Daiwa’s SV TW Baitcaster – A
Winning Combination! (continued)
Daiwa went all-in with their T-Wing design, and for better or worse the system
is now found on just about all of the company’s higher-end and even mainstream
reels. The system is instantly recognizable and helps set Daiwa's reels apart
from the sea of competition but they are not universally adored.
While some anglers, myself included, were
initially skeptical of the system at first it is hard to dispute that the T-Wing
design does have a number of benefits, the greatest of which is the unrestricted
casting performance, as line flows more freely through the wide TWS aperture.
reels deliver a unique casting feel, and a lack of detectable friction as the
line peels off the spool and flies through the oversized T-Wing, all of which
enables anglers to cast further and with less effort.
Casting with the new reel is
The Tatula SV
TW also ups the ante with the company’s SV Concept design which features an SV
shallow spool that is made of “Duralumin” which offers an excellent strength to
weight ratio. The SV spool’s induct rotor moves out during the cast, and as the
spool slows the rotor moved back towards the magnetic field which applies
braking pressure according to your settings and the weight of your lure.
The secret to the casting distance
and accuracy is the combination of TWS and the SV Spool Design
control system is all externally adjustable, which is still one of the great
things about Daiwa reels, and on this particular example provides an excellent
range of settings. I found the SV TW to be an excellent long distance caster as
well as an unexpectedly good precision caster, with even lightweight lures
1/4oz. and below.
The inductor pops out and retracts
depending on casting rotation to keep the line in check
something oddly satisfying about engaging the T-Wing System on the SV TW as
well. As you rotate the handle the click as the line guide flips down is solid
and reassuring. When power fishing with plastics I found I was able to
transition from cast to retrieve quickly and effortlessly with this reel.
With each iteration
of the T-Wing introductions Daiwa has improved the tolerances in each reel and
we are now at a point with the Tatula SV TW that the system can be truly called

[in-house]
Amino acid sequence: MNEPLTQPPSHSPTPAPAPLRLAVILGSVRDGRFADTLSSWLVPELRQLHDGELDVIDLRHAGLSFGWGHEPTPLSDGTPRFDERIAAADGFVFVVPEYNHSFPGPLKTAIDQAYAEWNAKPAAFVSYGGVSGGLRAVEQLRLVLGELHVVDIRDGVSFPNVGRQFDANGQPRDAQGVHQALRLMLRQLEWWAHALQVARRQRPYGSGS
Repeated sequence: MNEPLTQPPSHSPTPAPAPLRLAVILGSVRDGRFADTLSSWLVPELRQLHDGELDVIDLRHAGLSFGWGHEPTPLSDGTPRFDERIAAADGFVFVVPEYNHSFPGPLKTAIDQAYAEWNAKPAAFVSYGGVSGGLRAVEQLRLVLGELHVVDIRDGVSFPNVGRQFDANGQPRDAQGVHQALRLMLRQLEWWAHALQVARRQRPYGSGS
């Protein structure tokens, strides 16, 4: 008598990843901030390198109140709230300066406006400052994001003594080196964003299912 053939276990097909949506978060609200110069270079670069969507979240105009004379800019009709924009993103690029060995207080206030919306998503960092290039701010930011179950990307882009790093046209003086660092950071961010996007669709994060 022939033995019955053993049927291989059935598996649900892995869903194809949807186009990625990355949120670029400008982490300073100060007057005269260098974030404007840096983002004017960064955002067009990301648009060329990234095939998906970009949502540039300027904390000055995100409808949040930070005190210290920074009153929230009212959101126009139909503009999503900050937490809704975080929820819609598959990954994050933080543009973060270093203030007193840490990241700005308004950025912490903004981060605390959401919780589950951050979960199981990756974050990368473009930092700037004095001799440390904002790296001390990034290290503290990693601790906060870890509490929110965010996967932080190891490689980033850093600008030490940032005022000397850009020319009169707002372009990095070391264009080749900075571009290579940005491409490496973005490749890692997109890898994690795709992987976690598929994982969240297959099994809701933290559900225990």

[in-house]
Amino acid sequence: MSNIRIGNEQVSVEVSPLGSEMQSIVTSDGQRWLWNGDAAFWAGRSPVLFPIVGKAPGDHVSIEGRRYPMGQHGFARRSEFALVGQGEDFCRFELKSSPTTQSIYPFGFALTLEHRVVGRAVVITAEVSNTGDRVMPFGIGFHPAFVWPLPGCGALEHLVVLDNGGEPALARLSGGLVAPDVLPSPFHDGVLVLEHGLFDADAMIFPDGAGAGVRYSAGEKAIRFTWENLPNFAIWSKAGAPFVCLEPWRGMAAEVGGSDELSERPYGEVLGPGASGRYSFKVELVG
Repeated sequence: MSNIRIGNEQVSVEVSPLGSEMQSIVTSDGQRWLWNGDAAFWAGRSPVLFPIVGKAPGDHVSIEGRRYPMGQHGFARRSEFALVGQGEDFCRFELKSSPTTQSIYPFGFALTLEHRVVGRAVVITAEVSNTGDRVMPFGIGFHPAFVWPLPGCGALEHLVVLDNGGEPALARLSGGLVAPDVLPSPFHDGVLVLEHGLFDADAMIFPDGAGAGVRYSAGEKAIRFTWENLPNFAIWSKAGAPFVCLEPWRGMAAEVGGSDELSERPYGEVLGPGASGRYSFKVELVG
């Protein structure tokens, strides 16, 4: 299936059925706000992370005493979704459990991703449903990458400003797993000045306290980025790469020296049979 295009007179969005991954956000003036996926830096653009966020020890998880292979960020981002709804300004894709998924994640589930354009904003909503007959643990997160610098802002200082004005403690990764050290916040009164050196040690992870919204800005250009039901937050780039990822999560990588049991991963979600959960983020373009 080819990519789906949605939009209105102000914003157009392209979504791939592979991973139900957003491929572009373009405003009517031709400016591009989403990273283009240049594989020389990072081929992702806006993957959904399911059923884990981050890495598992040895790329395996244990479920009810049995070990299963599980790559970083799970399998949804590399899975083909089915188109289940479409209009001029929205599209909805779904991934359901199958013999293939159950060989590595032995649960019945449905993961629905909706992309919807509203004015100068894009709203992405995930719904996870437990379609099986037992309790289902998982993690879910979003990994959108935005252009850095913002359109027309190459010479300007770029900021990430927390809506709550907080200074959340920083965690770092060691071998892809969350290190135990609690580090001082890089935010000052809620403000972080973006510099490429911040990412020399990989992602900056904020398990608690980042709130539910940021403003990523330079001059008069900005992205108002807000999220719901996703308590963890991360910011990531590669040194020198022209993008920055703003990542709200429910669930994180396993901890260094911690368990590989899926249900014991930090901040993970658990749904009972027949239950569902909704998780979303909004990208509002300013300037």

The spool uses Duralumin to
provide both low weight and high strength
Engage the reel and the Tatula SV TW is an absolute pleasure to retrieve. It
delivers an immediate transfer of power from the handle to the main gearing, and
is the smoothest Tatula that I have fished to date.
With my eyes closed it was
hard to discern the difference between this reel and the Zillion SV TW, which is
saying a lot since that reel retails for a hundred dollars more!
Though fast I was surprised how
powerful this reel still was under load
The SV TW makes
use of a rigid aluminum frame and there is a relatively high bearing count of
7+1 bearings driving this reel. What makes this reel even more robust that 2 of
these are higher quality CRBB class bearings which are designed to deliver both
smooth performance and excellent resistance from the elements.
A massive brass gear handles the
I was blessed
with some fantastic big fish days when field testing the SV TW and when it comes
to winding power I was also amazed with just how strong this reel felt under
load. Even though our test reels had an 8.1:1 gear ratio capable of pulling in
32.8 inches of line per handle turn when there was pressure on the line the reel
never felt overloaded.
The sideplate may not be aluminum
but it is heavily reinforced
This was a
surprise as many other competing high speed reels feel great when there is just
a lure on the line but once a bigger fish is hooked that fast gearing can
suddenly feel quite taxed. Daiwa’s oversized gearing works well with the drag
system to keep the reel feeling both powerful and always in control, even when
fighting 7+ lb. largemouth bass.
A bearing under the knob
Next Section: An Ultimate Drag?